So Effing Ordinary: I Am Begging You to Create More Interesting SEO Content

Brett McGrath

July 28, 2021

So Effing Ordinary: I Am Begging You to Create More Interesting SEO Content

When I first started the 3C Podcast I was on the hunt from great guests in content marketing. I was researching B2B marketing teams who were creating amazing content and I came across Guru. Everything they created had purpose and was pointed at adding value for their audience. I started researching who was behind their content and came across Leah Friedman. It took one email outreach for her to respond and the rest is history. I've learned a ton from Leah's approach to content marketing and am pumped to have her as a contributor to our B2B Marketing Sucks: Stories from the People Fixing it Series. If you want to hear more from her you can check out our conversation. Make sure you check out Leah out on Twitter and LinkedIn.

So Effing Ordinary: I Am Begging You to Create More Interesting SEO Content

Leah E. Friedman

Sr. Content Marketing Manager at Guru

B2B marketing tends to follow one of two tracks: intensely boring but helpful or quirkily aggressive but useless. Many companies do both simultaneously — the former for algorithmic positioning and the latter to catch the attention of actual humans. 

I find no real value in that bifurcation and am, in fact, actively irritated by it, despite being guilty of practicing it. After all, it’s easy enough to write technical and effective SEO content while putting one’s creative juices into something like an ad campaign challenging an audience to be better but like for real this time by using our amazing product.

After all, a SaaS offering is a SaaS offering, and branded positioning is a meaningful way to differentiate yourself from a competitor with a near-identical feature set. I get it! But we’re starting to hit the “Fuck Everything, We're Doing Five Blades” levels of brand aggression in SEM and display here, while SEO real estate remains pristinely dull.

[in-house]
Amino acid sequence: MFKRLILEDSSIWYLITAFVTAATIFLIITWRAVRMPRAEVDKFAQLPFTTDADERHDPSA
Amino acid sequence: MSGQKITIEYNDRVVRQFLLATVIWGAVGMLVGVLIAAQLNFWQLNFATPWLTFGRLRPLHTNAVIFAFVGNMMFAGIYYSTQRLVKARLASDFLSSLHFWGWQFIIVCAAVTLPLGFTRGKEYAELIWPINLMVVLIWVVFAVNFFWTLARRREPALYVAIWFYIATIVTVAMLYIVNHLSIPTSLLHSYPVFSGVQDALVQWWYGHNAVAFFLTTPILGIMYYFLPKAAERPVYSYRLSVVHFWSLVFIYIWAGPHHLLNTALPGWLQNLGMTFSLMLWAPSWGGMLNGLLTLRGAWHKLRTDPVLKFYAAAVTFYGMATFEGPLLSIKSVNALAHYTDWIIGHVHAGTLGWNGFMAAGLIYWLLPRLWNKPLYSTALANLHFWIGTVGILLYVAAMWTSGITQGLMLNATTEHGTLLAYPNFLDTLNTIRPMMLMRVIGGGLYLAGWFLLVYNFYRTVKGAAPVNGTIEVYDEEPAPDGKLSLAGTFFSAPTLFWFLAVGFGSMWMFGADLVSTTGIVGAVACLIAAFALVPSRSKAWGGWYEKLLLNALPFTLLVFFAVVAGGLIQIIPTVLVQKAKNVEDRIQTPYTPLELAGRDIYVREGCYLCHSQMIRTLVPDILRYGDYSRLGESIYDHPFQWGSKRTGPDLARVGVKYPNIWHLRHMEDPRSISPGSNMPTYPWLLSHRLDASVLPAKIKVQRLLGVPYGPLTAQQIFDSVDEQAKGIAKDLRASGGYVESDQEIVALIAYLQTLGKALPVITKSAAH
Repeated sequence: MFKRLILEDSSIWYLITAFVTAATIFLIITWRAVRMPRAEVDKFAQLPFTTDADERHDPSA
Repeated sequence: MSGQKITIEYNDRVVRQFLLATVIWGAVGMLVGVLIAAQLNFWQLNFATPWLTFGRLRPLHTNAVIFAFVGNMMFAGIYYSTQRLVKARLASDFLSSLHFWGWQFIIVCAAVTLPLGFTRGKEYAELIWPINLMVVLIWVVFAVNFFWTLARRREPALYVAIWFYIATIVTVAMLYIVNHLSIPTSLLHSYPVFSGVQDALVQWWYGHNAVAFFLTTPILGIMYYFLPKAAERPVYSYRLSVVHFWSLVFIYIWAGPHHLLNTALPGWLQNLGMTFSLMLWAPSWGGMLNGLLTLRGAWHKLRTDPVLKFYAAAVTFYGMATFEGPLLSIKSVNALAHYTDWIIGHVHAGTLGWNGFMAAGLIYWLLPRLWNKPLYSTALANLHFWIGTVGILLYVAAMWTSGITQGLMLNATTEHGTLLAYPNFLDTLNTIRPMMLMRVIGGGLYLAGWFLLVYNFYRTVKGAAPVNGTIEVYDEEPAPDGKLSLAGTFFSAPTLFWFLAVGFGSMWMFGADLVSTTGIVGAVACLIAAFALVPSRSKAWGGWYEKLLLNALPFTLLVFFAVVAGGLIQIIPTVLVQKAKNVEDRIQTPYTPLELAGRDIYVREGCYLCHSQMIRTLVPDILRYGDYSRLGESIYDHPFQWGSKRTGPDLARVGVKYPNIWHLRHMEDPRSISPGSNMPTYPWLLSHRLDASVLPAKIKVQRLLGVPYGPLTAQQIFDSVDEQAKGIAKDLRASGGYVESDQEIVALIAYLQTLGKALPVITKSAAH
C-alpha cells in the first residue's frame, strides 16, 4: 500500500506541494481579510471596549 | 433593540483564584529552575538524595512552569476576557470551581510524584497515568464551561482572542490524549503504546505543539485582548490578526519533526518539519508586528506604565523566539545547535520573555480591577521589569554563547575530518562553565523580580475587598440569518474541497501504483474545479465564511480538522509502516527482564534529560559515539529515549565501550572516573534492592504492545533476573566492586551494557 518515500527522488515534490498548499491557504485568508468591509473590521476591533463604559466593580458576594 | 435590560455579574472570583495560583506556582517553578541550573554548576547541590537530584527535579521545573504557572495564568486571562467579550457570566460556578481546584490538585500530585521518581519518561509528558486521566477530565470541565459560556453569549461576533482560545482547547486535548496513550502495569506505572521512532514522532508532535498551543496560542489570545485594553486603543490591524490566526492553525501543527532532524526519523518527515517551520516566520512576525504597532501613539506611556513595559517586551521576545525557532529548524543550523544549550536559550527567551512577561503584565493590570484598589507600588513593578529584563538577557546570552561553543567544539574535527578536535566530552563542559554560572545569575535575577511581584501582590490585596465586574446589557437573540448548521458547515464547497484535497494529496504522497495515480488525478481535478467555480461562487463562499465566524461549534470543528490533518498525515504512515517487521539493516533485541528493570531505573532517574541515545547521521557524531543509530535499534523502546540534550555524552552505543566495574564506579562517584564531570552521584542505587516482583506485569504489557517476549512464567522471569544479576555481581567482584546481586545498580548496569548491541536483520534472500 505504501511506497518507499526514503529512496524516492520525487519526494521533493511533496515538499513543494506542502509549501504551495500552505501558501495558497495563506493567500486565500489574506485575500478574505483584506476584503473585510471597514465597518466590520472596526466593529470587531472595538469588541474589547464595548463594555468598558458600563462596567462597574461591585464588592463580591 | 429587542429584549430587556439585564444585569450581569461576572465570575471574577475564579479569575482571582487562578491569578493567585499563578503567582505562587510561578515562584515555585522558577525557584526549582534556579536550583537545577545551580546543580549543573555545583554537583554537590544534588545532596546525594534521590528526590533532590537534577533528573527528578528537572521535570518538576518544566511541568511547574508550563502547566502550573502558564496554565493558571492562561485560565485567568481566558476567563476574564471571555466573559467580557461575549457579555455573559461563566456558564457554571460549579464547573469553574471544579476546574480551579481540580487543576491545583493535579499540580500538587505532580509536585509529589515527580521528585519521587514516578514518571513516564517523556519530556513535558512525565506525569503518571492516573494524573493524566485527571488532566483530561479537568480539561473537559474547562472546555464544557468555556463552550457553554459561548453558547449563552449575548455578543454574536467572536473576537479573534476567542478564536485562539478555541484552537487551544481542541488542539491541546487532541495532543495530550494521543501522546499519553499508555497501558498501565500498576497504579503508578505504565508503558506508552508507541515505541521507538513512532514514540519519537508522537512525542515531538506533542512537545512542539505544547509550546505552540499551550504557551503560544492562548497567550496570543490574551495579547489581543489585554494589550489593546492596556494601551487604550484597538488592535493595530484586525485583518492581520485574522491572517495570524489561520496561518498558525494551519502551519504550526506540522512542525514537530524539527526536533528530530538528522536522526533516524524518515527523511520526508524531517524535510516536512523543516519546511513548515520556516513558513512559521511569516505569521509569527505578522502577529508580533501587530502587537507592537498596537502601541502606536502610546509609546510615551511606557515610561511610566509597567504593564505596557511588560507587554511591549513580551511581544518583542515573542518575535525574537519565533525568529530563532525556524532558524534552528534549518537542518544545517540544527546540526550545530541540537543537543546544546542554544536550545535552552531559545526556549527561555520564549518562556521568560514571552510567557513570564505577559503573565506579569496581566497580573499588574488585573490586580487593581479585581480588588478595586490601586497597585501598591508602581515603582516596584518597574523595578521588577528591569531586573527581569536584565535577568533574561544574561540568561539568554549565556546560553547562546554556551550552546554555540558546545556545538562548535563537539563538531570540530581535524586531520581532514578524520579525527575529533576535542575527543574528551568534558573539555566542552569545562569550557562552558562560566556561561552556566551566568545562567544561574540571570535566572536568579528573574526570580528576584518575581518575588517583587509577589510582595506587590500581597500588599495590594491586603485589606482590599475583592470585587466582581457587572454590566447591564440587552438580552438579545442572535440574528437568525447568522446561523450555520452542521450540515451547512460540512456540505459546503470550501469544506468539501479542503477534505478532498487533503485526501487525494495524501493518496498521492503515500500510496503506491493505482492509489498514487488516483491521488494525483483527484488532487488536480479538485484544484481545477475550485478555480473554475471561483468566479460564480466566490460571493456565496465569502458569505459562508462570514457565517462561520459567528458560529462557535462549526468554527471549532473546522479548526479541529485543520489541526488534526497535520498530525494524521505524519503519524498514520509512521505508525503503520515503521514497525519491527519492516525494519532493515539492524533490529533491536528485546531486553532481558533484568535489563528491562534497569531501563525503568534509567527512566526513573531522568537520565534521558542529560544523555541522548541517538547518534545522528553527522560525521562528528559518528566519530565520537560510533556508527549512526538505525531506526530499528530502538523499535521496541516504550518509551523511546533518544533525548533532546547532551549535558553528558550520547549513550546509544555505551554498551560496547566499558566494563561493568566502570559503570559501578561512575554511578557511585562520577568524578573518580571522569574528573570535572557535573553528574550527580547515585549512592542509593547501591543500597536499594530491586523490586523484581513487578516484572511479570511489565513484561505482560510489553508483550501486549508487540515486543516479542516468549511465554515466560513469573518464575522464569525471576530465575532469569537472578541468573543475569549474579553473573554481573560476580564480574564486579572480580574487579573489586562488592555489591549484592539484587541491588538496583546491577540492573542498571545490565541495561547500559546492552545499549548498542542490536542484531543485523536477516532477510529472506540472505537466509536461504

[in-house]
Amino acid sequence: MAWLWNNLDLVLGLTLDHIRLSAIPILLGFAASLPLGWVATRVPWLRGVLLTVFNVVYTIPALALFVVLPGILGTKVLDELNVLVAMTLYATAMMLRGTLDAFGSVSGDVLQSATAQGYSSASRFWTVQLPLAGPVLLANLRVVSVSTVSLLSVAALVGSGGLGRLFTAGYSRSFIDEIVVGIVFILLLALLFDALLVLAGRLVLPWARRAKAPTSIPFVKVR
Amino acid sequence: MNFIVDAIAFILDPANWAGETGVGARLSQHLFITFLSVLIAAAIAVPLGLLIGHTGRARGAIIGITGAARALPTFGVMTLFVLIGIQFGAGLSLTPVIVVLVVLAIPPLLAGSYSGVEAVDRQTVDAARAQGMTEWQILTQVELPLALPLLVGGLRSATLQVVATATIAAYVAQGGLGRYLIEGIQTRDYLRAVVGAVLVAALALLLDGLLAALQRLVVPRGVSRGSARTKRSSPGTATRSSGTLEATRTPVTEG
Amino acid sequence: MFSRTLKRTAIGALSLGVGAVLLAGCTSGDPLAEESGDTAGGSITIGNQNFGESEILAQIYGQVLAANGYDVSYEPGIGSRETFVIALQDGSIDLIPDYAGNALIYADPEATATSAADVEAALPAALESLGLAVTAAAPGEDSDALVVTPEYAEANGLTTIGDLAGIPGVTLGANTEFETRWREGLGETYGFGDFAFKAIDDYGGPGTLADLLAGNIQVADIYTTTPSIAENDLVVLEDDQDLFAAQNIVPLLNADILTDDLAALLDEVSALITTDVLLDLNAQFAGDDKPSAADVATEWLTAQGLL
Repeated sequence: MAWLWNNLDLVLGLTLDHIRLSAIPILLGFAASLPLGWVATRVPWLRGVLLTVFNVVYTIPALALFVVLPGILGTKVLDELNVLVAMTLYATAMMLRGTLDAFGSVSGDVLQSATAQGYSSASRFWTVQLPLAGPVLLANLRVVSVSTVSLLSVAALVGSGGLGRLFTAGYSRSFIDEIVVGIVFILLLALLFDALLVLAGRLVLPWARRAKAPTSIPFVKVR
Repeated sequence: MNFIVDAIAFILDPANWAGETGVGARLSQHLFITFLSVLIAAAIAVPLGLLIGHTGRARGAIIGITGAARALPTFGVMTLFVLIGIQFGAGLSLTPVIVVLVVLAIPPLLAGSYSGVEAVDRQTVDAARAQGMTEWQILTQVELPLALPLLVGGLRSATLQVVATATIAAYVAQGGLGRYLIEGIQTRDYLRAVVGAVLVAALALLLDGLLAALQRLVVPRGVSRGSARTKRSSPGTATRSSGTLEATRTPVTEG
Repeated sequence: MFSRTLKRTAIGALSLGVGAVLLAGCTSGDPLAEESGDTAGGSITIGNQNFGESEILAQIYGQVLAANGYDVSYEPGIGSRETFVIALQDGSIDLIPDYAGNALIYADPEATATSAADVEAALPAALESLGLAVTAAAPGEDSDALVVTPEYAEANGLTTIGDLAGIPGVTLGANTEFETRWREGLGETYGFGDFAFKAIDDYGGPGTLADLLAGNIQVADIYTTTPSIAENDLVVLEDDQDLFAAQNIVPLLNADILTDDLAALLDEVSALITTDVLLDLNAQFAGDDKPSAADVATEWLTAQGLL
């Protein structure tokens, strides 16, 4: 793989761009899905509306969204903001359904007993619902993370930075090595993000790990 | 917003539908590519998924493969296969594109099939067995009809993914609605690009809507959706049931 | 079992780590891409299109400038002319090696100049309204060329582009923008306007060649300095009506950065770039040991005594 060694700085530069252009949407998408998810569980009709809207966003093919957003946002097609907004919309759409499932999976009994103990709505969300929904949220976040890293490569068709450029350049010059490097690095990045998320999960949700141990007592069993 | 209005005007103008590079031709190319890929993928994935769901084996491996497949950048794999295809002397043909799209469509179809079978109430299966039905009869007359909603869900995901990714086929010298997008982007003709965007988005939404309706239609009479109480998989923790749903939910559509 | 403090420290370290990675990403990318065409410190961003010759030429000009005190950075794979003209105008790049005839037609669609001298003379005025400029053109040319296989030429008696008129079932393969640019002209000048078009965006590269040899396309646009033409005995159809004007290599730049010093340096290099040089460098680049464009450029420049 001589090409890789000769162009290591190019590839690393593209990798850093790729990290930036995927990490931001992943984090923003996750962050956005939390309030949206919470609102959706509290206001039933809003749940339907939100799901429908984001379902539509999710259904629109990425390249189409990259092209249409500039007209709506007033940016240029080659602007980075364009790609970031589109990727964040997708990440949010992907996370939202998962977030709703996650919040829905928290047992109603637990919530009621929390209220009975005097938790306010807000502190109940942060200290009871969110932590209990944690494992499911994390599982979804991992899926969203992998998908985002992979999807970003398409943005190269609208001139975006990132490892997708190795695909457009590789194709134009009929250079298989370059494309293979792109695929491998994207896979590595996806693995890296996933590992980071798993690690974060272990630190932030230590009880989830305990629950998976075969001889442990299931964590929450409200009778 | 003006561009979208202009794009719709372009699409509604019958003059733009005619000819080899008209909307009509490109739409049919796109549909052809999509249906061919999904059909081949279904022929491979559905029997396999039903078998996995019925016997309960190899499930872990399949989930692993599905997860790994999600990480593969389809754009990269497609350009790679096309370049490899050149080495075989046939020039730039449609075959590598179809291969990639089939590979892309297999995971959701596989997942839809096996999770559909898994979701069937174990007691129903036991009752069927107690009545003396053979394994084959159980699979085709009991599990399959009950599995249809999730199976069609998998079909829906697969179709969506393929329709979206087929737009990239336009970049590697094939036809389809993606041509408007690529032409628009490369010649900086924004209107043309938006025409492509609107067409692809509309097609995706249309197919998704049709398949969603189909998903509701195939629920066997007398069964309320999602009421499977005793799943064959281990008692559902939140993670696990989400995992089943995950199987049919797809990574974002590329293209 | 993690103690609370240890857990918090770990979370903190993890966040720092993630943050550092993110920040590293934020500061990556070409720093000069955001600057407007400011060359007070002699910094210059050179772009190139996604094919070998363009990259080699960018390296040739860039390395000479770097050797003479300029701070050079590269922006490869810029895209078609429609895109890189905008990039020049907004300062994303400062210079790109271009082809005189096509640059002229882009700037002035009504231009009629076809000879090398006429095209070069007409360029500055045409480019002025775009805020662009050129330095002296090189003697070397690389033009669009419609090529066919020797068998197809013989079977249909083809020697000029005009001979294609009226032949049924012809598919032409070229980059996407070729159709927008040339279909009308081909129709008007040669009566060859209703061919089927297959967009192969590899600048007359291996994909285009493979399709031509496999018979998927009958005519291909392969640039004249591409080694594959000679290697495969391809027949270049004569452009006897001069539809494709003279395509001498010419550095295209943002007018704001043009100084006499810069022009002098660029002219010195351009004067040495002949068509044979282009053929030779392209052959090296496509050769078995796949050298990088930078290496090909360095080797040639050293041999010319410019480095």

Yes, it’s time to make your SEO articles interesting. The algorithm can take it, I promise. I can’t tell you the number of times I’ve hit an article like “The ACTUAL Final All-You-Need-to-Know Guide to Customer Experience (2021 Edition)” only to find it’s essentially identical to 12 other articles, all of which say, “Listen to your customers” in various phrase combinations for 2000 words. It’s essentially lorem ipsum, but with business jargon.

Ultimately, I don’t just want a guide to stash away for reference; I want to read something interesting. I see no real reason long-form, SEO-driven B2B content can’t be enjoyable to read.

You can include a joke, or a throwaway Simpsons reference (I hear they’re back — in pog form), or a personal anecdote, and it’ll all be OK, algorithm-wise. Ditch the formality and open this space to a dusting of that brand positioning. 

This is why I encourage folks writing for the Guru properties to write the way they talk, full of contractions and allusions and humor and, uh, human warmth. Not only does it knock down the worries of those who think they’re not capable writers (“Don’t worry; that’s what editors are for! To make you sound great!” I tell them), helping us have a much fuller author roster, but it’s differentiated content that still ranks. It also allows us to create a truly unified brand experience, one where our landing pages and long-form aren’t really that different, except in focus. They’re both identifiably Guru, regardless of how prominent the logos are.

So go nuts, crack a smile, and stop approaching long-form content as though it’ll be up for sober discussion at the next UN Security Council meeting. Pretend like you’re writing for your dream publication and create something you’d want to share if your name weren’t in the byline. After all, even the New Yorker has jokes.

If you enjoy what we are doing we’d love for you to do a couple things:

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